The latest title from indie developer Tomorrow Corporation released only a couple years ago, but finds a new home and audience on the Nintendo Switch. Although Little Inferno’s gameplay loop had you setting everyday objects on fire, there was very little brain power involved, outside of figuring out combos. Human Resource Machine is a completely different beast entirely, surprising me with how quick the tasks ramped up in difficulty. If programming or mathematics isn’t your strong suite, you may be in for a rude awakening in Human Resource Machine, yet at the same time, I absolutely love the challenge.
In essence, Tomorrow Corporation has created a game that goes over the very basics of programming in a charming visual style. As a mindless worker, you must complete dozens of logic puzzles that get progressively harder. Every puzzle has various conditions that must be met, but the game begins with the simplest of tasks; moving the numbers from the inbox to the outbox. On the right side of the screen, you are given a place to click and drag different commands. While using inbox and outbox are a requirement, what you place between them is where all the fun and frustration comes from in Human Resource Machine.
Early on the number of steps needed to solve puzzles is quite minimal. Loop your procedure to ensure you circle back to grab everything from the inbox. It doesn’t take long before you are using commands to loop to separate commands if a number is negative or zero, and depending upon the requirement, you may only have to place negative, or zero numbers in the outbox. The opposite is also true, as you may find you need to avoid them altogether. I hit my first snag in the game when more complex tasks required using mathematics. Using the copy function, you can place the numbers on the blank squares in the center of the room This allows you to add or subtract and even do more complicated things, such as multiplication, a countdown to zero, and more. Considering you are limited in what you can use, it does take some work around for your functions to properly work and loop smoothly regardless of what numbers/letters are placed in the inbox.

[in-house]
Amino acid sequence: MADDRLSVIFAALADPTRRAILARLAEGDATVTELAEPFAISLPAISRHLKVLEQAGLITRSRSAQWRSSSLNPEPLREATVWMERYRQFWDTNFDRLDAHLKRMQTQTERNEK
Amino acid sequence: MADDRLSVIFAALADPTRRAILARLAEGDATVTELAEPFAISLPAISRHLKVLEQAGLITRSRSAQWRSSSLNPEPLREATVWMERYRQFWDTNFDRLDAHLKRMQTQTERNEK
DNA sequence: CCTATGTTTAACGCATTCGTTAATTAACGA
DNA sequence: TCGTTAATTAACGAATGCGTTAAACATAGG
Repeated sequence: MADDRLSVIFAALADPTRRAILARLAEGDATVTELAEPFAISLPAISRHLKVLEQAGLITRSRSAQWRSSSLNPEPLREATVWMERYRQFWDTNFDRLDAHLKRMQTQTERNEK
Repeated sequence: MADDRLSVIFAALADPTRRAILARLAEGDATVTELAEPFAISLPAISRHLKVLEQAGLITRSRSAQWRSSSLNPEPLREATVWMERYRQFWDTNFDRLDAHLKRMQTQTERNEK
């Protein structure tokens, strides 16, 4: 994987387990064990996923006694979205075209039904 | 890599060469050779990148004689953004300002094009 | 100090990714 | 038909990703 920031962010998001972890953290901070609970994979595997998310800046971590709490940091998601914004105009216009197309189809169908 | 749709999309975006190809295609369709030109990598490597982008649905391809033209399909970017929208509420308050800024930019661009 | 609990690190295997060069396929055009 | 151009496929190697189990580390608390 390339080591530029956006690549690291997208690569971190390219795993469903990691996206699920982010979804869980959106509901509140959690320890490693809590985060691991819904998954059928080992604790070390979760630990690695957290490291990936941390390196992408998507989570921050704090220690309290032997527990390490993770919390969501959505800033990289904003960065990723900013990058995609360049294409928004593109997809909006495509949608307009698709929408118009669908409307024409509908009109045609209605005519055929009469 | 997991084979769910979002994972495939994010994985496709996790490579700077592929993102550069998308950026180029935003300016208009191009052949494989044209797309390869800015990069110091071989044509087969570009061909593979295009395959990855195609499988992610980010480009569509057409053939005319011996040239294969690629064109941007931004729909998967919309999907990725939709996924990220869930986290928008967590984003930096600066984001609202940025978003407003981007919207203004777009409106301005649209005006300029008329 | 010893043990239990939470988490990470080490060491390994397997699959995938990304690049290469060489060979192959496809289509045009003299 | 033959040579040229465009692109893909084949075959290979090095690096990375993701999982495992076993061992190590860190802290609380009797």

Now with that said, there is more than one way to solve every one of the puzzles, but you must strive for more refined solutions. There are two challenges attached to every puzzle, one pushing you to use as few commands as possible, and the other to complete it in the fewest amount of steps. Sometimes you can satisfy both at the same time, but when things become much more complicated, you may not be able to optimize your solutions for both. Instead, pick one and aim to complete it, and then circle back and try and accomplish the next challenge.
If your job fails or only can support the current set of numbers/letters, and not them in any other order, you have multiple options open to you. You can use the two additional tabs to start over, or even copy what you have done, without having to worry about erasing the current process you created. There is even a debug button, letting you go step by step through your list of commands, to figure out what went wrong. I found this to be the best method in actually understanding how your list of commands works, or why something is not working. Of course, since the game has been out for a couple of years on other platforms, you could look up the solution if find yourself stuck, and want to move on. If you do this, I highly recommend watching the task in real time to understand what was done instead of fast forwarding just to make progress to the next one. If you see the solution and can read it, it may help you on a puzzle later on.
Human Resource Machine may be light on story elements, but the programming gameplay is where the game shines. While I came into the game with no programming skills, I felt the game’s difficulty took a wrong turn quite early on in the game. After learning more about the commands and thinking through the puzzles, it greatly helped me complete even more challenging tasks later on in the game.
Note: The Human Resource Machine review is based on a digital Switch copy of the game, provided by the publisher.